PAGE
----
I love Zizek. I love how he has no Sacred Cows; no sacred concepts, no infallible leaders. He’s a man with no wool over his eyes. He’s great at zapping major events – like the 2008 Meltdown – with a proverbial x-ray and really explaining the results to the reader.
This is more than just an academic, liberal-european explanation for the Meltdown and blaming it on a scary monster called “Capitalism”. This is much more. The action takes place on a much higher level; Zizek isn’t backing any particular horse. The result is a short book that has long consequences.
The title is based on Marx’s observation that events in history “happen twice, once as…” What this means in its simplest form is that there is the actual event and then there is the interpretation and results of that event, essentially forming two separate events that somehow must be labeled the same thing.
This book is about the Death of Liberalism encapsulated by 9/11, the Invasion of Iraq, and the Meltdown. Keep in mind, again, that Zizek has pretty much no illusions and thus is not interested in playing “unbiased” like we are used from newspapers and academic books and such. He assumes that since you are reading the book, you are already some strip of “liberal”. But this expresses itself perhaps best in the term “tough love'” most of the book is a critique of liberalism and democracy. Conservatives and considered too stupid to be even considered. This is a good thing; it saves time.
When Zizek talks about the death of liberalism, he is referring to the social democratic capitalist world order that “triumphed” in the ’90s with the fall of the Berlin Wall. This conception is usually marked by Francis Fukuyama’s book The End of History, where he proclaims that humanity has found the perfect formula for social, economic and political success and as such, represents the effective “end of history”; from now on, all countries will be social democratic and capitalist.
Zizek is speaking at a level where the differences between say a Democratic and Republican president are practically nil; it’s the difference between Pepsi and Coke. In this view, Democratic presidents are viewed as a greater threat to human progress because they accomplish the “structural readjustments (i.e. raise the minimum wage) that allows the exploitative capitalist system to continue. They are the bigger threat because they are more acceptable. The American Empire is still the American Empire under Bush and Obama; they pursed nearly identical policies, yet Obama did it with a “human face” and restored much confidence in the Empire.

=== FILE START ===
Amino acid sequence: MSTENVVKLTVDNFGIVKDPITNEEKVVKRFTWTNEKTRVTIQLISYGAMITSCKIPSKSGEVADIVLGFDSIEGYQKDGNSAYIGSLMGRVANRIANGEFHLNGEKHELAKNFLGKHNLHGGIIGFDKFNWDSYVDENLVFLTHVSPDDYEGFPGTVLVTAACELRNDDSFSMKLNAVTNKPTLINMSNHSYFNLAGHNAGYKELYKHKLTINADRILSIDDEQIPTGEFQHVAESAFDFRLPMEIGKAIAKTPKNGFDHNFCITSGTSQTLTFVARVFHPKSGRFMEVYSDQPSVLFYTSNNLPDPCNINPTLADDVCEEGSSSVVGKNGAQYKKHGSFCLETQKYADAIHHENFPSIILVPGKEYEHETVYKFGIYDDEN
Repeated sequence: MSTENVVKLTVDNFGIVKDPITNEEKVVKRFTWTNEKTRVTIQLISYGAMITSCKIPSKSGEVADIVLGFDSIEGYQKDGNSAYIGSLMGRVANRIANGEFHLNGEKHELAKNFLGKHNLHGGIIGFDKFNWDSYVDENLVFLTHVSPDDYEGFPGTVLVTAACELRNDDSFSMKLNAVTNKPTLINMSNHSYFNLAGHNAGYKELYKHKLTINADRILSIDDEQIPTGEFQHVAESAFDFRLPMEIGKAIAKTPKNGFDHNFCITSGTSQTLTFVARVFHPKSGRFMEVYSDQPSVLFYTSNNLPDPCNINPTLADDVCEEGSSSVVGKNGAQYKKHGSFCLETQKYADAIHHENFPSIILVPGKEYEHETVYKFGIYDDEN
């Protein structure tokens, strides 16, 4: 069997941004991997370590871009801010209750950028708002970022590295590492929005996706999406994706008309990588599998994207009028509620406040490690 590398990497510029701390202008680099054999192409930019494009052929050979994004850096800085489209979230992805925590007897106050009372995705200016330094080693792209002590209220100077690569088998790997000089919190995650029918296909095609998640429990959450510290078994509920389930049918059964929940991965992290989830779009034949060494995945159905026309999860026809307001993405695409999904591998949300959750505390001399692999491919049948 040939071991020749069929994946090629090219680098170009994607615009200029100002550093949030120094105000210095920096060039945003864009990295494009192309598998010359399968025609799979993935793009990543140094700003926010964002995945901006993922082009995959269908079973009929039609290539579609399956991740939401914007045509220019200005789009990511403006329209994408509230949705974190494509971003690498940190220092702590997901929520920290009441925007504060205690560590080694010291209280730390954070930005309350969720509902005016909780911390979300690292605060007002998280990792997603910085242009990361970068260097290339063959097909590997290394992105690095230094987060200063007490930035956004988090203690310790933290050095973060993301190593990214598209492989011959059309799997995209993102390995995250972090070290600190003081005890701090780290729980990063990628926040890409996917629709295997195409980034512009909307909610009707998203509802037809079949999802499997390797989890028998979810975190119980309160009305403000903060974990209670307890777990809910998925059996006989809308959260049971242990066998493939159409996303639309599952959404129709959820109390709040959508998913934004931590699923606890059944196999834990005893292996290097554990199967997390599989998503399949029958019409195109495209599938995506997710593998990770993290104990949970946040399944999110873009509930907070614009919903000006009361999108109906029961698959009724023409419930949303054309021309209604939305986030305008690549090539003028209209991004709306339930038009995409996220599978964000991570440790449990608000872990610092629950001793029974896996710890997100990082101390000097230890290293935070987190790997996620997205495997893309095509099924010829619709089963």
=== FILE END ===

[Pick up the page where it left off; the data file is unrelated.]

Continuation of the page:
This book I found to very insightful but also truly amazing for one simple reason. Zizek is probably one a handful of people that propose communism as a realistic option. And this book is all about laying the conceptual groundwork for a return of communism as a viable option, not a punchline.
I should probably explain because I know that things like “socialism”, “Marxism”, and “communism” are dirty words. Communism conjures images of cubist statues, gray apartment blocks, propaganda, and totalitarian gulags. This is Stalinism, and while there is an argument that runs that an attempt to from a utopian society is sure to turn into a totalitarian nightmare. To Zizek, this is not communism. True communism represents an ideal world of cooperation (as opposed to domination or exploitation), a world of reason (as opposed to emotion) and just all around sanity.
The argument that goes “its utopian and will lead to terror/totalitarianism” ignores the reality that the whole “free market/ laissez-faire/neo-liberal” doctrine is hopelessly utopian itself. The US itself, our Declaration of Independence, our Bill of Rights – all this is utopian, for the record. If communism is accused of attempting to make the State control everything and own everyone, then neo-liberals have blinded themselves to how much capitalism needs state intervention, be it from welfare programs to police to military interventions to bailouts to continue to function. Capitalism is on constant life support provided by the State.
Communism, because it is a dirty word, has been split up into different ideas which seek to accomplish similar things. Ideas like “steady state economics” or any sort of ecological standpoint imply a communist stance because it seeks a world where human reason truly makes the decisions, not the profit motive.
An essential book that probably too few people will read. Zizek is fantastic at showing the logical flaws or illusions in the reasoning of various arguments and perspectives. Yes, he does revert to Hegelese on occasion, and sections that trudge through obscure philosophical language and concepts, but ninety percent is brilliant.
A must read if you want to understand today’s world.